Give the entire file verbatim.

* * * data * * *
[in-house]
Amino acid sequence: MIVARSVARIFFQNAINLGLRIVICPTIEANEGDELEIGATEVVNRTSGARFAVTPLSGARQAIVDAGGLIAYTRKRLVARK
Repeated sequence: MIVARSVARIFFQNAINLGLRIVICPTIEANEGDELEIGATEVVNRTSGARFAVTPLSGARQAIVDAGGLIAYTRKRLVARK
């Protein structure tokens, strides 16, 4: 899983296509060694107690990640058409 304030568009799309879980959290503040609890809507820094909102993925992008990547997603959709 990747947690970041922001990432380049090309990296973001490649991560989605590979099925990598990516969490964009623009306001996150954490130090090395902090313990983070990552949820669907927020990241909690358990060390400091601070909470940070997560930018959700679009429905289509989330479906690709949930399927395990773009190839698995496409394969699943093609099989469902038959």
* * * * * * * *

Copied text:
[in-house]
Amino acid sequence: MIVARSVARIFFQNAINLGLRIVICPTIEANEGDELEIGATEVVNRTSGARFAVTPLSGARQAIVDAGGLIAYTRKRLVARK
Repeated sequence: MIVARSVARIFFQNAINLGLRIVICPTIEANEGDELEIGATEVVNRTSGARFAVTPLSGARQAIVDAGGLIAYTRKRLVARK
């Protein structure tokens, strides 16, 4: 899983296509060694107690990640058409 304030568009799309879980959290503040609890809507820094909102993925992008990547997603959709 990747947690970041922001990432380049090309990296973001490649991560989605590979099925990598990516969490964009623009306001996150954490130090090395902090313990983070990552949820669907927020990241909690358990060390400091601070909470940070997560930018959700679009429905289509989330479906690709949930399927395990773009190839698995496409394969699943093609099989469902038959």